It’s not until later that it’s revealed just how many of these circumstances have arisen as a direct result of a certain character’s manipulations in the first book. I really wish I’d gone back to re-read Bitter Seeds before beginning The Coldest War, since reading them back-to-back is probably the best way to appreciate the author’s skilful use of timelines, not to mention the subtle set-ups and spectacular payoffs. The jaw-dropping ending actually had me racing upstairs to find Bitter Seeds and then flipping through the pages looking for one scene in particular, after which my jaw dropped and for several seconds I was literally speechless. The first book planted so many seeds (book two really gave ‘bitter seeds’ a whole new meaning) and I can’t wait to see how everything plays out in the final instalment, Necessary Evil. My only criticism is feeling that the Eidolon storyline didn’t mesh particularly well with the rest of the story, although its significance in the greater events of the trilogy is made abundantly (and terrifyingly) clear by the end of the novel.

Despite this I absolutely LOVED this book. The Coldest War is awesome and exciting, and I already look forward to re-reading the whole trilogy in the future.

5/5
Click here for my review of Bitter Seeds (Milkweed Triptych #1)
 

Sunday, 12 July 2015

Review: 'Harry Potter and the Prisoner of Azkaban' by J.K. Rowling


 
Harry Potter is lucky to reach the age of thirteen, since he has already survived the murderous attacks of the feared Dark Lord on more than one occasion.
But his hopes for a quiet term concentrating on Quidditch are dashed when a maniacal mass-murderer escapes from Azkaban, pursued by the soul-sucking Dementors who guard the prison.
It's assumed that Hogwarts is the safest place for Harry to be. But is it a coincidence that he can feel eyes watching him in the dark, or should he be taking Professor Trelawney's ghoulish predictions seriously?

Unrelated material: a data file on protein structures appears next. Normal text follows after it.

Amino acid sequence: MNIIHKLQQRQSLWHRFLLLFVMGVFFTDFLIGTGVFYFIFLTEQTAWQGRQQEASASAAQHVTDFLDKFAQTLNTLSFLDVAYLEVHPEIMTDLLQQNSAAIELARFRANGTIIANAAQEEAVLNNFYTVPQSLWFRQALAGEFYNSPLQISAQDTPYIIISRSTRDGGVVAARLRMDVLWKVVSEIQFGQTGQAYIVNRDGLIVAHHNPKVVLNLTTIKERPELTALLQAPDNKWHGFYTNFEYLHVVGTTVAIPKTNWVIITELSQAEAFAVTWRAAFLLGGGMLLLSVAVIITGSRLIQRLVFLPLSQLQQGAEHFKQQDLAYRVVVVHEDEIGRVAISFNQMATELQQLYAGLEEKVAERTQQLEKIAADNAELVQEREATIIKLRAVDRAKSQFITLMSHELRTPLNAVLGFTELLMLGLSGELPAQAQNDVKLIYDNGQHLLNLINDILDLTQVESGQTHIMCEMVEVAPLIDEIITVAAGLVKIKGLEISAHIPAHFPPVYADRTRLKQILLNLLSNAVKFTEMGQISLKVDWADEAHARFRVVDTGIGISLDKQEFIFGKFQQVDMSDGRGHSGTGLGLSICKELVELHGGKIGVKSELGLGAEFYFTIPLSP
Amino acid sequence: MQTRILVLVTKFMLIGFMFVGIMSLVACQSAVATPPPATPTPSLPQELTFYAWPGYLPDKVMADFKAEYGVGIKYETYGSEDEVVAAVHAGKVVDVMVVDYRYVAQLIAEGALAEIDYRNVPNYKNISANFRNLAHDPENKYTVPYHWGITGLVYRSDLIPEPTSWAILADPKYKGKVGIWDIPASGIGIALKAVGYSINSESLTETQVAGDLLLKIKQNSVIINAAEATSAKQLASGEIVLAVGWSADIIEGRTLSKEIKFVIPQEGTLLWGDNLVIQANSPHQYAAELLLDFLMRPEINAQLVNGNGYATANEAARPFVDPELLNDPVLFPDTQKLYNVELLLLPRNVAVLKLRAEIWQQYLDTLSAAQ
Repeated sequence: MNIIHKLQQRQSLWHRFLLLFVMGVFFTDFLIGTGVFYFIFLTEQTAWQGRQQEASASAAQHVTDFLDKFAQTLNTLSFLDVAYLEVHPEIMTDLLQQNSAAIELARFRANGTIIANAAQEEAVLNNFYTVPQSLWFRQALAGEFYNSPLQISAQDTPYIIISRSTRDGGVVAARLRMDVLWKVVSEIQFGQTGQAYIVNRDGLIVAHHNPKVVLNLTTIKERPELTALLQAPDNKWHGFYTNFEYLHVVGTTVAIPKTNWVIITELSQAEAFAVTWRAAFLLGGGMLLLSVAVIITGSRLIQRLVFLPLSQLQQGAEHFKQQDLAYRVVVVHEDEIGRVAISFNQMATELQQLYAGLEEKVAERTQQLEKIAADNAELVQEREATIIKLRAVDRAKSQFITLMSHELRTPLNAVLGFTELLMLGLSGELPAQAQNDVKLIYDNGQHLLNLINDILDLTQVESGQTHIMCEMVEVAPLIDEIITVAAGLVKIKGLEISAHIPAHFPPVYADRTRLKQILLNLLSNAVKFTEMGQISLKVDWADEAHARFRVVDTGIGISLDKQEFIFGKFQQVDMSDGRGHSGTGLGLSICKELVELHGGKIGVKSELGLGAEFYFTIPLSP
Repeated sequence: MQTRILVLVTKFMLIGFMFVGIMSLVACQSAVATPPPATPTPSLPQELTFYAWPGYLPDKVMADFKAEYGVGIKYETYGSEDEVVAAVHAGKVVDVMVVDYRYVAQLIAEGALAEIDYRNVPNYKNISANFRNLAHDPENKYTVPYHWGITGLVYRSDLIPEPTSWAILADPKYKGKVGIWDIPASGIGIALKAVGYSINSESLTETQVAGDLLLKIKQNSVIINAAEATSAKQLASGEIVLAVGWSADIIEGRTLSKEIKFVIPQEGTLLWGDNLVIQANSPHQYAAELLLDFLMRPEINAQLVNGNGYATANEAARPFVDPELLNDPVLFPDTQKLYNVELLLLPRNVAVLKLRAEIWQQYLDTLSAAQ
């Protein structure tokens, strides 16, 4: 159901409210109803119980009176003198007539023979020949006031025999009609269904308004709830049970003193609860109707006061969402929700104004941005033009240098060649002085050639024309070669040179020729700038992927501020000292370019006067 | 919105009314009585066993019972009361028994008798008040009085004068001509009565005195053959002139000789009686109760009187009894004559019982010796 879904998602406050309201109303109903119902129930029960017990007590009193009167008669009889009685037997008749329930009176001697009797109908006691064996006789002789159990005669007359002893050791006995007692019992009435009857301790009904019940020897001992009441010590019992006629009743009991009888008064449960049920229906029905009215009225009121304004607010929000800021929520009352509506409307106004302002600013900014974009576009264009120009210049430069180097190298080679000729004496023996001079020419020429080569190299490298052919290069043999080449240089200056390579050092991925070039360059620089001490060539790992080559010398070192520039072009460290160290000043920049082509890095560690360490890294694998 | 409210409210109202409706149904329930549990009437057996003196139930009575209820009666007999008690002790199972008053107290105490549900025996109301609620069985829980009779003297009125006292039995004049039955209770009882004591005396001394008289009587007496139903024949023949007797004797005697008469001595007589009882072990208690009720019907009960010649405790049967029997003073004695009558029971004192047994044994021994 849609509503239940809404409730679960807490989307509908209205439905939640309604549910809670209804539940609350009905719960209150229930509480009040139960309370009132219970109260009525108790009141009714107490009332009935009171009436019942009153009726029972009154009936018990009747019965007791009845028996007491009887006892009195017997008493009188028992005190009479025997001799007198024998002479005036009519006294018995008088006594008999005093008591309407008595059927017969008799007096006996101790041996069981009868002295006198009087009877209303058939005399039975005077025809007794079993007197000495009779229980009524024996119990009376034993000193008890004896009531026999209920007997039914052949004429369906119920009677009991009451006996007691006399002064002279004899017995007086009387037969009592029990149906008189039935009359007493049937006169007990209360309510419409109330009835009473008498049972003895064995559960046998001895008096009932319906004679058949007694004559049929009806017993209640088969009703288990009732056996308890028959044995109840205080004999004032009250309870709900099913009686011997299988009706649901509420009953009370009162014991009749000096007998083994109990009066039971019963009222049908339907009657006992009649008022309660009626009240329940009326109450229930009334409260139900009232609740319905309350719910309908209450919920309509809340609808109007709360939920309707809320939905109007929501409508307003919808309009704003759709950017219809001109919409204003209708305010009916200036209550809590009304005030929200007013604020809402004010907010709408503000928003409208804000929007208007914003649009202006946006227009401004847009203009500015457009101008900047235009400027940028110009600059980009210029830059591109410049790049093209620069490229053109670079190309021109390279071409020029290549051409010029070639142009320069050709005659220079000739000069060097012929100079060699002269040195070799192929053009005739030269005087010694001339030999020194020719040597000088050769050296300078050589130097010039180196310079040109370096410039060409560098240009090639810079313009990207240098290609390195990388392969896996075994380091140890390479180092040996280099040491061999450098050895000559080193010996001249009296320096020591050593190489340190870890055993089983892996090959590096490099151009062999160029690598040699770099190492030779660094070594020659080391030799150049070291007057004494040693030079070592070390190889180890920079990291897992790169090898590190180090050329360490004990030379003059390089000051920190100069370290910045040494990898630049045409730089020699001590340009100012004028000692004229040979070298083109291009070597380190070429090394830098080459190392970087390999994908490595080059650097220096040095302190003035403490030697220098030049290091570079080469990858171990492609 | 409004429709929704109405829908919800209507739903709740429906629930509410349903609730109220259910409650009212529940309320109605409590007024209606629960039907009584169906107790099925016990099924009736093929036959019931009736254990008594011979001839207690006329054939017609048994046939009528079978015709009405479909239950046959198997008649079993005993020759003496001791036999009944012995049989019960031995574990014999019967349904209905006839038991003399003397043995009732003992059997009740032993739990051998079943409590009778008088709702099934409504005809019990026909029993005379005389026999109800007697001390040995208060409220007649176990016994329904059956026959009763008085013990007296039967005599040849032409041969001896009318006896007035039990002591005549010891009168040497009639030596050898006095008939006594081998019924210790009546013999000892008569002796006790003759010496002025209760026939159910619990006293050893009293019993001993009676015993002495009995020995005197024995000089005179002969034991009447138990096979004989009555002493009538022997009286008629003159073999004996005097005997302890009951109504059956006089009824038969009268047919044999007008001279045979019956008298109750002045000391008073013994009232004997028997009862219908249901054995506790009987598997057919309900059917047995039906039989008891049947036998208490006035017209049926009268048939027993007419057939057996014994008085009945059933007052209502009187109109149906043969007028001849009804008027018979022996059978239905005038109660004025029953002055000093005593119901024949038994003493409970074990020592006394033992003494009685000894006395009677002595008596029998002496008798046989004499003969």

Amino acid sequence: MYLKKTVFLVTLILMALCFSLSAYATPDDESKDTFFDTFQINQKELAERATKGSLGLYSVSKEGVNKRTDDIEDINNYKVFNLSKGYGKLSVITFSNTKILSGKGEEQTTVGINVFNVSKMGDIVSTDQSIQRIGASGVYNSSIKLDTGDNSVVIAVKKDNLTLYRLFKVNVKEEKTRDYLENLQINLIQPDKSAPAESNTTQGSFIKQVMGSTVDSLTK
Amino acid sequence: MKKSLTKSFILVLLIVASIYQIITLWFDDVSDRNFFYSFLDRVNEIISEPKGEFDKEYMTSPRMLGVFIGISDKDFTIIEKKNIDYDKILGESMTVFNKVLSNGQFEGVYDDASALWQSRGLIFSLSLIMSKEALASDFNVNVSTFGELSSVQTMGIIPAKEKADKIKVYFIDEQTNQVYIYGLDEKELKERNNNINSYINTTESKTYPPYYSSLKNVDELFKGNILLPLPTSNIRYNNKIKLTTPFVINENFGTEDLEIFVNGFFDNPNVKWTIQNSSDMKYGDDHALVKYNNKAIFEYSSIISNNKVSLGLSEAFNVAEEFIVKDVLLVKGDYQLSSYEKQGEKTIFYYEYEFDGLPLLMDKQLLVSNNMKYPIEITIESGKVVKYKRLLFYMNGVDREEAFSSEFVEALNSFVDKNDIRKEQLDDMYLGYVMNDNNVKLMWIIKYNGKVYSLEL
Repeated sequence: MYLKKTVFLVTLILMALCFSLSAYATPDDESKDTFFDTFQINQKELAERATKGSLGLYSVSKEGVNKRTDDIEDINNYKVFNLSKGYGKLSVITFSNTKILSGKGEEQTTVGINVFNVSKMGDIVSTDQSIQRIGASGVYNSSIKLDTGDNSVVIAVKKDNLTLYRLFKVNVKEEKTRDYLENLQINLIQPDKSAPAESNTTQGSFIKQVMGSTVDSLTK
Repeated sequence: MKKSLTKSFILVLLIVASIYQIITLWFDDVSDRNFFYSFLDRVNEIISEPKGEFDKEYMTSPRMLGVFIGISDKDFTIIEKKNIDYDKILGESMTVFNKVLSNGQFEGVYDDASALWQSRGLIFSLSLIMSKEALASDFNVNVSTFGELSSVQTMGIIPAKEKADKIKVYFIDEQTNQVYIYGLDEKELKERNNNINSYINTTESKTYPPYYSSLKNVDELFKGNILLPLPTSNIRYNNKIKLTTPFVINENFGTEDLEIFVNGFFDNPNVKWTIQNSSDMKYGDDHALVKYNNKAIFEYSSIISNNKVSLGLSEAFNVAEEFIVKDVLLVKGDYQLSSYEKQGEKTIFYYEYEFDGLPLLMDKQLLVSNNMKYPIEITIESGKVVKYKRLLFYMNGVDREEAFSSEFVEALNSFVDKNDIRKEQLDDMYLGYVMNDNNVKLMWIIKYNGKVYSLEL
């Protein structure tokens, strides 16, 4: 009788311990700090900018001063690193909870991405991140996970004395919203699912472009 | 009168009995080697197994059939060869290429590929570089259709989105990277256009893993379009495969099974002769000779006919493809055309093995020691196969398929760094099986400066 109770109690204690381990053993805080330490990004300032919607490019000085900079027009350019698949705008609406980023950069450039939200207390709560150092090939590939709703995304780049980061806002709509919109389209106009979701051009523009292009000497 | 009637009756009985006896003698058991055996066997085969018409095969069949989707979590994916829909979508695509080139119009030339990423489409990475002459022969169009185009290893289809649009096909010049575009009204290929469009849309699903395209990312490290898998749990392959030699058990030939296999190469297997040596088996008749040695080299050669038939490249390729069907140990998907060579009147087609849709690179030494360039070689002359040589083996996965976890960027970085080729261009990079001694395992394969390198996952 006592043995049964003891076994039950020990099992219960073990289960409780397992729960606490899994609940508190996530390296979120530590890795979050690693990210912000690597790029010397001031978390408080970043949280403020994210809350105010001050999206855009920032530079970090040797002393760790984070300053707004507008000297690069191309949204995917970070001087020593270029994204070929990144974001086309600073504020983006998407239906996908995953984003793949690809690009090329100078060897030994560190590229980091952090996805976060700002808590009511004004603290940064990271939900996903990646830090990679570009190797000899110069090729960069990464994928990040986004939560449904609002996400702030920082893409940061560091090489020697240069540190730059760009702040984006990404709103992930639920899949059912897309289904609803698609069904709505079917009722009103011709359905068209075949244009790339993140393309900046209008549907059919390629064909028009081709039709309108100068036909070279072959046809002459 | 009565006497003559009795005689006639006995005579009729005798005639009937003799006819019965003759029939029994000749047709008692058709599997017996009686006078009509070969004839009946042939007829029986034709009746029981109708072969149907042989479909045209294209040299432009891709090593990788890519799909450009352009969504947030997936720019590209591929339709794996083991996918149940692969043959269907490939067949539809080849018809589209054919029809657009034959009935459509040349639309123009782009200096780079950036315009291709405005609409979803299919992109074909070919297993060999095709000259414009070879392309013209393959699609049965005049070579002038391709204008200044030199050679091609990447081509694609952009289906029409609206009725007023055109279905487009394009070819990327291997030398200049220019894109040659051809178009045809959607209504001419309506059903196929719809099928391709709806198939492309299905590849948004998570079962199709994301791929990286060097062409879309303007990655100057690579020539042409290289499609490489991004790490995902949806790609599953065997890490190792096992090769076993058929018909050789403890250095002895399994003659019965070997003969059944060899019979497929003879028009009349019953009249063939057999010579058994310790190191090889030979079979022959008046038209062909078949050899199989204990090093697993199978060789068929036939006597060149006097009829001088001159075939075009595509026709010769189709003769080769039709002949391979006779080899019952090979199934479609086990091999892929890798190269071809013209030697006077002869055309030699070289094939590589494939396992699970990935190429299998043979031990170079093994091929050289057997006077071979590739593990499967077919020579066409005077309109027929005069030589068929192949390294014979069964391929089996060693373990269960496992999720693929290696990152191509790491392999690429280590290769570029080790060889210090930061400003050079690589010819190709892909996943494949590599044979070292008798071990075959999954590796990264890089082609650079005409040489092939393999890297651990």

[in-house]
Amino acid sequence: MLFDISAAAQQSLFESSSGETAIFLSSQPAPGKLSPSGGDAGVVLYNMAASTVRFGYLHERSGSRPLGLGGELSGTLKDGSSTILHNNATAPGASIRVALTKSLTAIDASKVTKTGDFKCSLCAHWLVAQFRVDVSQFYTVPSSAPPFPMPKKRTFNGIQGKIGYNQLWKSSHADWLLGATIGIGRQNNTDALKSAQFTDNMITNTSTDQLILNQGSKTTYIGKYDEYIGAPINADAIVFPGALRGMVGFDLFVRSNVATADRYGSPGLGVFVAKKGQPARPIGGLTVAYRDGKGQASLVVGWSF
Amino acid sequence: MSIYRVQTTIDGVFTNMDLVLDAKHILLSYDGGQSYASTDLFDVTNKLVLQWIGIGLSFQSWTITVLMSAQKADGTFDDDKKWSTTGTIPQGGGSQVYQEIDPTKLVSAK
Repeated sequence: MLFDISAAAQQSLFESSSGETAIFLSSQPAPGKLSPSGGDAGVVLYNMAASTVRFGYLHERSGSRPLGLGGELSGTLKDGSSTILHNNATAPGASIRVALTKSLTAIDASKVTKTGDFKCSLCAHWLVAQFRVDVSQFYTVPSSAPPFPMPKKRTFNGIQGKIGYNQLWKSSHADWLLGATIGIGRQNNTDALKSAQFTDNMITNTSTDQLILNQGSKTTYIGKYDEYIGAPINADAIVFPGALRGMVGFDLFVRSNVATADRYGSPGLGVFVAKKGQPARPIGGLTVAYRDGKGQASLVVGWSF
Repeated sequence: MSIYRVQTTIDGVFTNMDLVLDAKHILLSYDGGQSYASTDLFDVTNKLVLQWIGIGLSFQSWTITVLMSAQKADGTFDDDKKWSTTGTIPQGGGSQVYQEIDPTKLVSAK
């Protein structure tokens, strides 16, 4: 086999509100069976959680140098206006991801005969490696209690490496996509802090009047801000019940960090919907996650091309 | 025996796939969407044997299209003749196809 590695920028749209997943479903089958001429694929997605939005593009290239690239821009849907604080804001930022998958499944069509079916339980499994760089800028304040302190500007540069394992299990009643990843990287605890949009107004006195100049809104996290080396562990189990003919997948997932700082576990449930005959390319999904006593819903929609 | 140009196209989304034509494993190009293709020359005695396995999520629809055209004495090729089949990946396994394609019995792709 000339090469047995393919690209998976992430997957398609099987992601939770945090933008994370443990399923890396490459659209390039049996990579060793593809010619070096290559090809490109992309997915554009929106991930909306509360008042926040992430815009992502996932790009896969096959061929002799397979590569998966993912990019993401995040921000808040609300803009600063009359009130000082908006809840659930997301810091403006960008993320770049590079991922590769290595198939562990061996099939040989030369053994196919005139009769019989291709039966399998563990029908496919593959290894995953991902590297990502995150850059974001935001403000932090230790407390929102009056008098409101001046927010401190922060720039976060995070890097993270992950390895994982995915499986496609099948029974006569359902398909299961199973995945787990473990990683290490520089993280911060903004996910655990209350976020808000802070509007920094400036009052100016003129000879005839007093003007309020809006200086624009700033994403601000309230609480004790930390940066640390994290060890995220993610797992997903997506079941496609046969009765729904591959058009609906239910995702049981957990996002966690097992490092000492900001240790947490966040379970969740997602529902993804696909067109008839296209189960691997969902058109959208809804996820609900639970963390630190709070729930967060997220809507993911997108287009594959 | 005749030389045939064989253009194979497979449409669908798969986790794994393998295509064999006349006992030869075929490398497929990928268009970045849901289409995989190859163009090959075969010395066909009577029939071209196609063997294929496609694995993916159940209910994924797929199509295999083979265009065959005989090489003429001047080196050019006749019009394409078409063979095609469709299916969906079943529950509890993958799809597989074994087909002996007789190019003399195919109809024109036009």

The Great Harry Potter Re-read continues with book three of the series, Prisoner of Azkaban. Although it’s been years since I last read it, I always remember this book as my least favourite of the series, so I was really surprised when I found myself enjoying it rather a lot. It has all the things I liked about the first two books, such as funky magical creatures, stunning plot twists, and of course Rowling’s trademark humour. Furthermore, some of my favourite characters – namely Sirius and Lupin – make their first appearance here, and I thoroughly enjoyed becoming re-acquainted with the little darlings.
Despite this, I did find myself getting a little impatient with the story, and was often reminded why I previously regarded this as my least favourite of the series. (Yes, Harry, we know you’re not allowed to go to Hogsmeade, now please stop moaning about it. It’s a rat, Ron, for God’s sake get over it. And oh dear God, not another Quidditch match?!?!) I also feel like I was less engaged with the story in general than I was with the first two books: Philosopher’s Stone kept us guessing throughout and was full of questions (who robbed the Gringotts vault? What is Fluffy guarding? Who is Nicholas Flamel?), and Chamber of Secrets was packed with even bigger questions (What is the Chamber of Secrets? Who is the heir of Slytherin? Who or what is petrifying muggle-borns?). Prisoner of Azkaban is the first book in the series to lack a great underlying mystery, and unfortunately this meant that I felt less compelled to keep turning the pages.
That said, there are a lot of things this book does very well, the main one being its depiction of the characters’ emotional growth. We see the first real disagreements between Harry, Ron and Hermione as they each become more headstrong, and their arguments are portrayed as petty yet as realistically serious in that dramatic way unique to young teenagers just starting to hit puberty. Much of the story is about Harry being in emotional turmoil rather than physical danger, and while this doesn’t always make for the most thrilling of reads, it’s nonetheless well done. I think this is the point where the series first starts to mature: there’s a lot more emphasis on personal revelations rather than magic, and it’s the first time we see Harry have to really deal with emotional issues surrounding his own past and the deaths of his parents.